Air Circulation – Submerged Breathing
Nemo would also need an air circulation system for when he was both submerged and surfaced. This includes circulating the stored air from tanks when submerged for extended periods and moving the fresh air throughout the vessel while surfaced.
Ch 9: Aronnax describes the air vent above the compartment (Initial Cell) door.
I used circulation fans above the corridor hatches and vent panels, as described, to all compartments throughout the boat. These could pull air through most of the Nautilus’ length while the inactive vents above each compartment hatch would allow it to circulate based on open space alone. All the vents and fans could be covered for sealing against water, if necessary and controlled from the Wheelhouse, Salon or other location.
The history of ventilation on subs indicates that in Nemo’s time, little was available. However, Verne specified that there was a desalination system on-board for the drinking water which was also far ahead of its time.
Rather than reach too far ahead in my design with some sophisticated circulation system, I believe Nemo could have installed simple fans adequate to this purpose. He had electrical power for the fans, expansive air reserve containers for the supply, and pumps to refill those tanks. Since, for the most part, Nemo replenished the air simply by surfacing, he allowed the clean air to filter in through the hatches. Here is yet another reason to strategically place hatches in various places along the exposed hull. More on Hatches in that specific section.
There would have been two air release points on-board as well to balance the supply distribution and usage. One forward with the bow reservoir tank and one aft in the Mechanical Room with the air tanks held there. I’m keeping in mind that Nemo was an excellent engineer and would have easily thought this through.
I think the corridor fans and the compartment vent panels would have been distribution enough. Sliding panels could be used to close off the vents and fans in an emergency situation.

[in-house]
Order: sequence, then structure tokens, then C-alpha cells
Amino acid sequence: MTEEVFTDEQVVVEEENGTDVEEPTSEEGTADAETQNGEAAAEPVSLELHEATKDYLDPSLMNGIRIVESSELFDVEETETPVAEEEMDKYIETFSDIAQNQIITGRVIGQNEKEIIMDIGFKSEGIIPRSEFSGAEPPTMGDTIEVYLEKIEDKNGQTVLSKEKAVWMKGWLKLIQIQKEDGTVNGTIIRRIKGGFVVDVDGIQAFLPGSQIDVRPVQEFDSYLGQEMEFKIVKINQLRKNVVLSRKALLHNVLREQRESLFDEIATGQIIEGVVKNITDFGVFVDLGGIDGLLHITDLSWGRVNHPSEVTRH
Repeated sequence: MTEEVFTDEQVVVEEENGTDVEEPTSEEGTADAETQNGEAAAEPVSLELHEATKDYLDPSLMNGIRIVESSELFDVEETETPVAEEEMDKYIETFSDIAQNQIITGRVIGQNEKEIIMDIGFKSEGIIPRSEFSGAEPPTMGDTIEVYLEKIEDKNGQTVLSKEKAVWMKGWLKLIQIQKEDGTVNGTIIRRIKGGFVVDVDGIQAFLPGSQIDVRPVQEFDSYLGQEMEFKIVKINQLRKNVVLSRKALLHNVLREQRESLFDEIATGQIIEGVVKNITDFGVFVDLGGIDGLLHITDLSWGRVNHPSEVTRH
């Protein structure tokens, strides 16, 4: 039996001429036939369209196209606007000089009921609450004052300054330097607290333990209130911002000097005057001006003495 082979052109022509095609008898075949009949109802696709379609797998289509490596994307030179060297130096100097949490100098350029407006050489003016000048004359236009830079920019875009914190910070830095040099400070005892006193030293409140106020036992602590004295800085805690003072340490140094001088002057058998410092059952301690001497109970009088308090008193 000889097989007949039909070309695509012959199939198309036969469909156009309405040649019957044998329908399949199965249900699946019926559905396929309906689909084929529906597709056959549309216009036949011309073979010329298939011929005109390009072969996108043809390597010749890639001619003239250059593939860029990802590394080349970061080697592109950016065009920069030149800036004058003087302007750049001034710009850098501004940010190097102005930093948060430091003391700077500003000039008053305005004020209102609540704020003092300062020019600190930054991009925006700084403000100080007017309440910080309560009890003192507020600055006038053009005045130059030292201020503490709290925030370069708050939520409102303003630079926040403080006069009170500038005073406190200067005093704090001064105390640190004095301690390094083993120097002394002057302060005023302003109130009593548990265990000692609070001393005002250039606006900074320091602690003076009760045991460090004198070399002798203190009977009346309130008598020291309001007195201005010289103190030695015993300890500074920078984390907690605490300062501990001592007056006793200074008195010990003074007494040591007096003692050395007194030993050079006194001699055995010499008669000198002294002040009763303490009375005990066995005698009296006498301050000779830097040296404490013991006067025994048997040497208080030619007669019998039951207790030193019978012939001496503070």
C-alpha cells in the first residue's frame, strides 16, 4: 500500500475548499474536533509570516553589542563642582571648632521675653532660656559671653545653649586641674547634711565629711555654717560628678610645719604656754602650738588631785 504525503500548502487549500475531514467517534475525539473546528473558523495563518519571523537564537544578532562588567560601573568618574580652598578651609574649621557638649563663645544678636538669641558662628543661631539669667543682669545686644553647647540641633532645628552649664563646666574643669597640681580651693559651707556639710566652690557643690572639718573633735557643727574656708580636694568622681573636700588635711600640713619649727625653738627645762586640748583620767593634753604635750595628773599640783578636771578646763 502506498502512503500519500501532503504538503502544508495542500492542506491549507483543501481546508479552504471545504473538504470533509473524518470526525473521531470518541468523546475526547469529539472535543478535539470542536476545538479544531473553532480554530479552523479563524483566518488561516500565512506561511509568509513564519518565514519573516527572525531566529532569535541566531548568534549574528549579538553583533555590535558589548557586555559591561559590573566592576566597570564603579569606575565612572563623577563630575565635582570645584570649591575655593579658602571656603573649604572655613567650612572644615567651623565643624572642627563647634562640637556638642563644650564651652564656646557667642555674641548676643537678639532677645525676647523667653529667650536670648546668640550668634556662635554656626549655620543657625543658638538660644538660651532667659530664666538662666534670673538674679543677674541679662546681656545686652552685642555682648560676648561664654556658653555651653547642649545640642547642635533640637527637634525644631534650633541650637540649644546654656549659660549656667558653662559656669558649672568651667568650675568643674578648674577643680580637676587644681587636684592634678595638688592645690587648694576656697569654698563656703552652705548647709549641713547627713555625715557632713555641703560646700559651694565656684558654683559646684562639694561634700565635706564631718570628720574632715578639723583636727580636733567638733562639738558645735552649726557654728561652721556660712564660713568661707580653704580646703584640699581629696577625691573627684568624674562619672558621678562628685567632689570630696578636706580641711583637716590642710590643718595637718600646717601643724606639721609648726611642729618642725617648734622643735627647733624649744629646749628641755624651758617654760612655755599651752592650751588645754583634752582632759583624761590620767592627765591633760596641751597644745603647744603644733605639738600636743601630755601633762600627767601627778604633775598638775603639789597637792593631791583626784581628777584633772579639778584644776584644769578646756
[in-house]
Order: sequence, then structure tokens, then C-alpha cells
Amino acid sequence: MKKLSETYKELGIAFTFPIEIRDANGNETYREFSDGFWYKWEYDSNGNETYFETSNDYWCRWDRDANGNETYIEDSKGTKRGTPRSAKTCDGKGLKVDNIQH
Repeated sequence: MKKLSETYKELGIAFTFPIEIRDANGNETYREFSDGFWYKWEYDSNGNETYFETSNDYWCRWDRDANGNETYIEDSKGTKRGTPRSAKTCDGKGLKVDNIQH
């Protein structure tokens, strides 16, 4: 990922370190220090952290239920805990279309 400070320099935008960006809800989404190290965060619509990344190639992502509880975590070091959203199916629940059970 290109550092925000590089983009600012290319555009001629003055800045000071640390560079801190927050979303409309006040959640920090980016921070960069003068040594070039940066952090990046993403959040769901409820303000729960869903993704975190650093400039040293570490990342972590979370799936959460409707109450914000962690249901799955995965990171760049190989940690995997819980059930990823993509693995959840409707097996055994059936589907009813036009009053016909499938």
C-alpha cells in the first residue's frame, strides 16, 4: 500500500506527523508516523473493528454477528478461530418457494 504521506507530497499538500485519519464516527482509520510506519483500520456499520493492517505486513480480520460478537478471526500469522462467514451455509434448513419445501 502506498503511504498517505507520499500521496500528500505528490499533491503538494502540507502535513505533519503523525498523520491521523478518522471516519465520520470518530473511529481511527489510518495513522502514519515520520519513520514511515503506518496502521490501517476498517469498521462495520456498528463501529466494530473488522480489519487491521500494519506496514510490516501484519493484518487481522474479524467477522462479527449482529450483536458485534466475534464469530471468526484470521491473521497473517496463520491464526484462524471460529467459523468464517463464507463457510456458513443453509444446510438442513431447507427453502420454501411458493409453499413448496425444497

When on the surface, fans can be reversed by a switch in the Wheelhouse, similar to the button Nemo used to start and stop the drive motor, to expel fouled or stale air. Fans forward of the Central Staircase and Main Hatch would blow toward the bow, bringing new air from this central point to the forward compartments. The fans aft of the Central Staircase would do just the opposite. This technique would be reversed when using the on-board air reserves, bringing the air aft from the bow Air Reservoir and forward from the stern Mechanical Room air supply tanks.
Air Circulation – Special Research Notes
In the early boats, the ventilation must have been a taxing factor to comfort the on-board crews and maintain any efficiency. In the HOLLAND boats of 1901 to 1903, one 10 inch ventilator was provided over the fore end of the engine. Air to the engine was supplied down this ventilator and through the conning tower hatch. Two fans exhausted the battery tanks through two 3 inch ventilators on the hull, with portable extension pieces outboard; a third 3 inch ventilator with an outboard extension piece was fitted just forward of the conning tower for air supply. There could have been little circulation of fresh air except in the space between the conning tower and the main engine.
Air from the air bottles was to be the source of supply to the boat, if required, when submerged. H. C. Fyfe states that ‘on the first submersion trials of No 1 on 5 February 1902, her appliances for the purification of the air were used to maintain atmospheric conditions without any need of her cylinders of compressed air being requisitioned’. This statement is strange in that, as far as can be ascertained, air purifying plant works were not introduced until some time after 1902 in the A Class. What undoubtedly happened was that for the duration of this first dive the condition of the air inside the boat remained sufficiently satisfactory without the use of air from the HP (high pressure) storage bottles.
An air purifier was fitted for trials in one boat and later on, all the A Class carried an air purifying pump and plant. This practice continued in later classes. When A3 and A4 were condemned for further service in March 1912 they were retained for carrying out further experiments in air purification. An eight man crew was kept for each boat so that the trials were undoubtedly taken as covering a serious requirement.